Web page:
She told an incident about speaking to a clergyman regarding “fragmenting conflict between him and other members of his ethnic group within his church and neighborhood.” There was lots of deep division and she asked him “Will you sit down and talk things through? (meaning w/ Christian members of his community). He answered, “No…Not at this point. I don’t feel we are ready for talking things over. I feel instead that we should celebrate the Eucharist together.” Wuellner said she learned something from this: “When fellow Christians are deeply divided on issues, if they can center around the risen Christ with prayer, both verbal and silent, and celebrate the Eucharist together, the living presence of the Christ brings healing answers far deeper than we had dreamed.”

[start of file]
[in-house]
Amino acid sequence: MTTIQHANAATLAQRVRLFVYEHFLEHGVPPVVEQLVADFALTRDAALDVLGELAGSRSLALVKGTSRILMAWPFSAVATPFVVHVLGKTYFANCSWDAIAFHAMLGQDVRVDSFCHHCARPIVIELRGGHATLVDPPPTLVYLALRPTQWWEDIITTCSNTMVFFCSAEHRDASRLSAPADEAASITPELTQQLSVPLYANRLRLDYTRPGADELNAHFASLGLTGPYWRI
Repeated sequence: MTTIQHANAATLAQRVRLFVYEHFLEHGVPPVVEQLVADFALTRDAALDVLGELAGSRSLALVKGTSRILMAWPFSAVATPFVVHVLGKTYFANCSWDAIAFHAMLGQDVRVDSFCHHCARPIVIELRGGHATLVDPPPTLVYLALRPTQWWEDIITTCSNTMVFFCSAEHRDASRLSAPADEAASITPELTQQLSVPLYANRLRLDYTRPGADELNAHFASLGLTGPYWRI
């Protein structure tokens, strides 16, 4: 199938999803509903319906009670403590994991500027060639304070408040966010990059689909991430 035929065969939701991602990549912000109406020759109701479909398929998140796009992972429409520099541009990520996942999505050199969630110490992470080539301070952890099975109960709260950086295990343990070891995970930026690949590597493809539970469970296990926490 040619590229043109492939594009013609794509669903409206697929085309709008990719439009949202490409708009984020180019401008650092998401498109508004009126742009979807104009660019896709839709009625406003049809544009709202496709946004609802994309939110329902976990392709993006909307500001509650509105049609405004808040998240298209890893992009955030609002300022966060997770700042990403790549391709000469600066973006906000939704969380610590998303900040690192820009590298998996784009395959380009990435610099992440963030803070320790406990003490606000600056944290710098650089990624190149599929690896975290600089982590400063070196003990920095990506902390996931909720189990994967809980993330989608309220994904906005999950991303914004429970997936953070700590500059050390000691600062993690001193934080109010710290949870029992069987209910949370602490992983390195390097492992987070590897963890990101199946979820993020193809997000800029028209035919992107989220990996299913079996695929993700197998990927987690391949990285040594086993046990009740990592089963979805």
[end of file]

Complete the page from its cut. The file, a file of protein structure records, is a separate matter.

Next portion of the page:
1. Debi and Tammy, you both are great on digging out the greatest nuggets and they are golden. Thank you!

      Wuellner on pg. 121 speaks of praise…”giving and receiving, (receiving praise is every bit as important as the giving and may take more practice.) begin to open a lock door within us, begin to melt a repressed core, begin to let loose new springs of life-giving water within us and among us. Praise opens us up.”